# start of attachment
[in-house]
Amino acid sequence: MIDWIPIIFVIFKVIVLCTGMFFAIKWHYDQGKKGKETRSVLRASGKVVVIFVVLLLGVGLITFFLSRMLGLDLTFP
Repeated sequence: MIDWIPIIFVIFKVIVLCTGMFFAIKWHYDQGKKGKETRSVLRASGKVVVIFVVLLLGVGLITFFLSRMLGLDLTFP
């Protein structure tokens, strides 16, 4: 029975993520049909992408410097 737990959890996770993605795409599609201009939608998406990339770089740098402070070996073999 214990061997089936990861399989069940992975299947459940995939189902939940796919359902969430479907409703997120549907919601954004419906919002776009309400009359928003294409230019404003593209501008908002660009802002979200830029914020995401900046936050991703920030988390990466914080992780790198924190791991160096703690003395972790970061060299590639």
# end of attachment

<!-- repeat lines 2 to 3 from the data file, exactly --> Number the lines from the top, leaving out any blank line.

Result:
Amino acid sequence: MIDWIPIIFVIFKVIVLCTGMFFAIKWHYDQGKKGKETRSVLRASGKVVVIFVVLLLGVGLITFFLSRMLGLDLTFP
Repeated sequence: MIDWIPIIFVIFKVIVLCTGMFFAIKWHYDQGKKGKETRSVLRASGKVVVIFVVLLLGVGLITFFLSRMLGLDLTFP